Computerphile at its best, here tackling the topic of additional (supplementary) processors, like FPUs, GPUs, sound processors, etc., to which CPUs outsource some of their work under specific circumstances. Even speaking as somebody who’s upgraded a 386/SX to a 386/DX through the addition of a “math co-processor” (an FPU) and seeing the benefit in applications for which floating point arithmetic was a major part (e.g. some early 3D games), I didn’t really think about what was really happening until I saw this video. There’s always more to learn, fellow geeks!
Quantum computing is all the rage. It seems like hardly a day goes by without some news outlet describing the extraordinary things this technology promises. Most commentators forget, or just gloss over, the fact that people have been working on quantum computing for decades—and without any practical results to show for it.
We’ve been told that quantum computers could “provide breakthroughs in many disciplines, including materials and drug discovery, the optimization of complex manmade systems, and artificial intelligence.” We’ve been assured that quantum computers will “forever alter our economic, industrial, academic, and societal landscape.” We’ve even been told that “the encryption that protects the world’s most sensitive data may soon be broken” by quantum computers. It has gotten to the point where many researchers in various fields of physics feel obliged to justify whatever work they are doing by claiming that it has some relevance to quantum computing.
Meanwhile, government research agencies, academic departments (many of them funded by government agencies), and corporate laboratories are spending billions of dollars a year developing quantum computers. On Wall Street, Morgan Stanley and other financial giants expect quantum computing to mature soon and are keen to figure out how this technology can help them.
It’s become something of a self-perpetuating arms race, with many organizations seemingly staying in the race if only to avoid being left behind. Some of the world’s top technical talent, at places like Google, IBM, and Microsoft, are working hard, and with lavish resources in state-of-the-art laboratories, to realize their vision of a quantum-computing future.
In light of all this, it’s natural to wonder: When will useful quantum computers be constructed? The most optimistic experts estimate it will take 5 to 10 years. More cautious ones predict 20 to 30 years. (Similar predictions have been voiced, by the way, for the last 20 years.) I belong to a tiny minority that answers, “Not in the foreseeable future.” Having spent decades conducting research in quantum and condensed-matter physics, I’ve developed my very pessimistic view. It’s based on an understanding of the gargantuan technical challenges that would have to be overcome to ever make quantum computing work.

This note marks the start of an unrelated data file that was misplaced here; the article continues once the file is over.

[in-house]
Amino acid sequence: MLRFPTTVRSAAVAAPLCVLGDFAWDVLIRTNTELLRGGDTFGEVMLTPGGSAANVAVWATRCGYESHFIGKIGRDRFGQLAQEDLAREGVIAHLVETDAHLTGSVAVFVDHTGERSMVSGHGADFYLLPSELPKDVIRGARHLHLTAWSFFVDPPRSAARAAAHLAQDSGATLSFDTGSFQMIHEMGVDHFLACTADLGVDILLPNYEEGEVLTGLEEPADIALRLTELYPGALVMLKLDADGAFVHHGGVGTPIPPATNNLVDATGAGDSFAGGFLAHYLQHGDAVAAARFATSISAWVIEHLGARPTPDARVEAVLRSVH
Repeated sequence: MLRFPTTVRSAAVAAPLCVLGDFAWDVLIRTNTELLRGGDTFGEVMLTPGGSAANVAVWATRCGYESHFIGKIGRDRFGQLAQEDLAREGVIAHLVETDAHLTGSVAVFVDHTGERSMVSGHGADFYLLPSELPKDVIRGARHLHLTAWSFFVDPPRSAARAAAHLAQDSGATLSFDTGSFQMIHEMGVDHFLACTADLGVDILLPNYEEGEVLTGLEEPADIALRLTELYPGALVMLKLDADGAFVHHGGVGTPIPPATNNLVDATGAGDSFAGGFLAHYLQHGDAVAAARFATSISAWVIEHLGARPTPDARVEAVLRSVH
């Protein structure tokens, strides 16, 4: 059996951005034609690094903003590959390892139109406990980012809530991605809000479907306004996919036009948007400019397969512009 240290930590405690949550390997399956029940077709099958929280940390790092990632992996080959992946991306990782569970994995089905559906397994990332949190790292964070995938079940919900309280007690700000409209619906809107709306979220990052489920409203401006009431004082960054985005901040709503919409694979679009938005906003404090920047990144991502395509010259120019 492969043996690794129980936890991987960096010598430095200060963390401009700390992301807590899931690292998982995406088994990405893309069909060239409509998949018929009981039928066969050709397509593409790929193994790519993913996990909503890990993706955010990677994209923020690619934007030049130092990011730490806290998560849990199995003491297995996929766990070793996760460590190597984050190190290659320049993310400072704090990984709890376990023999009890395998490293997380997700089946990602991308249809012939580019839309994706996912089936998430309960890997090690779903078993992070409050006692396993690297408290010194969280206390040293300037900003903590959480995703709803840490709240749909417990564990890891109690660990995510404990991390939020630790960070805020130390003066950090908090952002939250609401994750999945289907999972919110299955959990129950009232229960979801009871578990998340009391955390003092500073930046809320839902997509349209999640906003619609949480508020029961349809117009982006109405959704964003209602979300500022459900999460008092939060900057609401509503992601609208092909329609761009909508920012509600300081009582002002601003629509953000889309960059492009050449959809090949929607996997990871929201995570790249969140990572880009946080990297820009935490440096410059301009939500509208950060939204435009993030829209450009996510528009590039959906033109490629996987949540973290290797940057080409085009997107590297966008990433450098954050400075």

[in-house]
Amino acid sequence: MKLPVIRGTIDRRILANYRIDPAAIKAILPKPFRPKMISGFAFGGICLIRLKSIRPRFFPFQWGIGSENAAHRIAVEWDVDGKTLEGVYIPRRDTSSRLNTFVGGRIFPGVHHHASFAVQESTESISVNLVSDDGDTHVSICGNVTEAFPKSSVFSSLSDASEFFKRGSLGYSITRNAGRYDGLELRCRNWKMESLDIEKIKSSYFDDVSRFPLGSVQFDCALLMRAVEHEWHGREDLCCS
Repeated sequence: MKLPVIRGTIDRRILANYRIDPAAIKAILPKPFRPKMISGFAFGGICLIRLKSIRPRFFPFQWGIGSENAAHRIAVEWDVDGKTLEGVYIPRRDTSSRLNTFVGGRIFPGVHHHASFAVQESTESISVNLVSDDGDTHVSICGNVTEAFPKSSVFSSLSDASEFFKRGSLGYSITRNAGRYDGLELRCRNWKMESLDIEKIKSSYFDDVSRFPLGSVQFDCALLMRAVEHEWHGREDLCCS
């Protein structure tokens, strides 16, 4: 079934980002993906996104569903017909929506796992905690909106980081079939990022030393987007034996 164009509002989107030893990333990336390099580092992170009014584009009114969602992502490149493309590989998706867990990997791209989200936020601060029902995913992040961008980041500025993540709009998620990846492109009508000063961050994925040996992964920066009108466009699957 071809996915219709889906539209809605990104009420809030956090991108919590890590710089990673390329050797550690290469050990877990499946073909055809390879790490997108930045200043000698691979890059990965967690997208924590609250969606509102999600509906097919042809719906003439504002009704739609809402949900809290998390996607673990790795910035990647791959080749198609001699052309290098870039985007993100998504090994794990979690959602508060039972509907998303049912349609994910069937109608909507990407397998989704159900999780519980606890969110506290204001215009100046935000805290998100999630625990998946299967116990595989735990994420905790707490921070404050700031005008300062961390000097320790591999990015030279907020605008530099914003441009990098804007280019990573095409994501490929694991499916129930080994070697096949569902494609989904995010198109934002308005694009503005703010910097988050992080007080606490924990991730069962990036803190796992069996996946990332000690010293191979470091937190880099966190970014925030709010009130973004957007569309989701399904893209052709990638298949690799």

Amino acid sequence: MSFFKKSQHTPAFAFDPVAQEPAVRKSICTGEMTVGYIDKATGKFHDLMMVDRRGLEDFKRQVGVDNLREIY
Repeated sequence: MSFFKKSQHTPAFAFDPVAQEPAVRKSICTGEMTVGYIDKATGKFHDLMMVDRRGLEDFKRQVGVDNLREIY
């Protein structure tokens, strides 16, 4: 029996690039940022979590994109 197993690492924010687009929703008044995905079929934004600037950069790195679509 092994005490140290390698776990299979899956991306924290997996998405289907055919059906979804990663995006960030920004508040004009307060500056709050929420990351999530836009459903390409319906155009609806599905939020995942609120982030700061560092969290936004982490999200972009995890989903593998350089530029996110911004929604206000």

Great article undermining all the most-widespread popular arguments about how quantum computing will revolutionise aboslutely everything, any day now. Let’s stay realistic, here: despite all the hype, it might well be the case that it’s impossible to build a quantum computer of sufficient complexity to have any meaningful impact on the world beyond the most highly-experimental and theoretical applications. And even if it is possible, its applications might well be limited: the “great potential” they carry is highly hypothetical.
Don’t get me wrong, I’m super excited about the possibility of quantum computing, too. But as Mickhail points out, we must temper our excitement with a little realism and not give in to the hype.
(My first hard drive for the Amiga 600 was second hand from my dad’s old laptop. It was SIXTY MEGABYTES. It held DOZENS of games. I would need over EIGHT HUNDRED of those drives to hold a 50Gb World of Warcraft install).
I remember my first hard drive. It was 40Mb, and that felt flipping MASSIVE because I’d previously, like most people, been using floppy disks of no larger than 1.44Mb. My second hard drive was 105Mb and it felt like a huge step-up; I ripped my first MP3s onto that drive, and didn’t care for a moment that they each consumed 2%-3% of the available space (and took about 15 minutes each to encode).
Nowadays I look at my general-purpose home desktop’s 12TB RAID array and I think to myself… yeah, but it’s over half full… probably time to plan for the next upgrade. What happened‽ Somewhere along the line hard drive space became like mobile phone battery level became before it: something where you start to worry if you have less than half left. I don’t know how we got here and I’m not sure I’m happy about it, but suffice to say: technology today is nuts.
As an engineer for the U.S. Digital Service, Marianne Bellotti has encountered vintage mainframes that are still being used in production — sometimes even powering web apps. Last month she entertained a San Francisco audience with tales about some of them, in a talk called “7074 says Hello World,” at Joyent’s “Systems We Love” conference.
Created under the Obama administration, The U.S. Digital Service was designed as a start-up-styled consultancy to help government agencies modernize their IT operations, drawing engineering talent from Google, Facebook and other web-scale companies.
Or, as President Obama put it last March, it’s “a SWAT team — a world-class technology office.”
So it was fascinating to hear Bellotti tell stories about some of the older gear still running, and the sometimes unusual ways it was paired with more contemporary technology…
I have a vivid, recurring dream. I climb the stairs in my parents’ house to see my old bedroom. In the back corner, I hear a faint humming.
It’s my old computer, still running my 1990s-era bulletin board system (BBS, for short), “The Cave.” I thought I had shut it down ages ago, but it’s been chugging away this whole time without me realizing it—people continued calling my BBS to play games, post messages, and upload files. To my astonishment, it never shut down after all…